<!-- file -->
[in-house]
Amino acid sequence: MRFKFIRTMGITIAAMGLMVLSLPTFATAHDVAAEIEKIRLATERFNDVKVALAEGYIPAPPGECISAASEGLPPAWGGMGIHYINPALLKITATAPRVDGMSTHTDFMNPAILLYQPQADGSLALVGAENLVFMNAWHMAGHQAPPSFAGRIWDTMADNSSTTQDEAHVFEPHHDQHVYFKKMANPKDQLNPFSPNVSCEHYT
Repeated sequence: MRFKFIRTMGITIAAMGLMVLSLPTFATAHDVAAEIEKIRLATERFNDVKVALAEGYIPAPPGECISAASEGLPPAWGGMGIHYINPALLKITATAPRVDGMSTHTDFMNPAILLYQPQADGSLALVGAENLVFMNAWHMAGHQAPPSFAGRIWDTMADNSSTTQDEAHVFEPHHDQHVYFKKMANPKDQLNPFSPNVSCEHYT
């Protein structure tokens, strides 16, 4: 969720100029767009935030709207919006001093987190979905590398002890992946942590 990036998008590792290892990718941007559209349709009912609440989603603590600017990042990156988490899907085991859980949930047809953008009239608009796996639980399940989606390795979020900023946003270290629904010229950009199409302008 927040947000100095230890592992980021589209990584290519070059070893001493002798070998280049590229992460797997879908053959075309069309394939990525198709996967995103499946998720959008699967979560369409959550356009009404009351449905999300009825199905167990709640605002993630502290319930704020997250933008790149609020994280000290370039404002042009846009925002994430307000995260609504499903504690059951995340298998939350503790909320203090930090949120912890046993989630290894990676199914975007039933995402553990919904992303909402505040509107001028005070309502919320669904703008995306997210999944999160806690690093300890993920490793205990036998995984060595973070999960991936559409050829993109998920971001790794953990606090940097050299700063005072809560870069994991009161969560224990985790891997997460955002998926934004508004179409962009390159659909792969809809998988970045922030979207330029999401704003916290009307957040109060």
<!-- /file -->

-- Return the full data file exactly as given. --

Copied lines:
[in-house]
Amino acid sequence: MRFKFIRTMGITIAAMGLMVLSLPTFATAHDVAAEIEKIRLATERFNDVKVALAEGYIPAPPGECISAASEGLPPAWGGMGIHYINPALLKITATAPRVDGMSTHTDFMNPAILLYQPQADGSLALVGAENLVFMNAWHMAGHQAPPSFAGRIWDTMADNSSTTQDEAHVFEPHHDQHVYFKKMANPKDQLNPFSPNVSCEHYT
Repeated sequence: MRFKFIRTMGITIAAMGLMVLSLPTFATAHDVAAEIEKIRLATERFNDVKVALAEGYIPAPPGECISAASEGLPPAWGGMGIHYINPALLKITATAPRVDGMSTHTDFMNPAILLYQPQADGSLALVGAENLVFMNAWHMAGHQAPPSFAGRIWDTMADNSSTTQDEAHVFEPHHDQHVYFKKMANPKDQLNPFSPNVSCEHYT
């Protein structure tokens, strides 16, 4: 969720100029767009935030709207919006001093987190979905590398002890992946942590 990036998008590792290892990718941007559209349709009912609440989603603590600017990042990156988490899907085991859980949930047809953008009239608009796996639980399940989606390795979020900023946003270290629904010229950009199409302008 927040947000100095230890592992980021589209990584290519070059070893001493002798070998280049590229992460797997879908053959075309069309394939990525198709996967995103499946998720959008699967979560369409959550356009009404009351449905999300009825199905167990709640605002993630502290319930704020997250933008790149609020994280000290370039404002042009846009925002994430307000995260609504499903504690059951995340298998939350503790909320203090930090949120912890046993989630290894990676199914975007039933995402553990919904992303909402505040509107001028005070309502919320669904703008995306997210999944999160806690690093300890993920490793205990036998995984060595973070999960991936559409050829993109998920971001790794953990606090940097050299700063005072809560870069994991009161969560224990985790891997997460955002998926934004508004179409962009390159659909792969809809998988970045922030979207330029999401704003916290009307957040109060």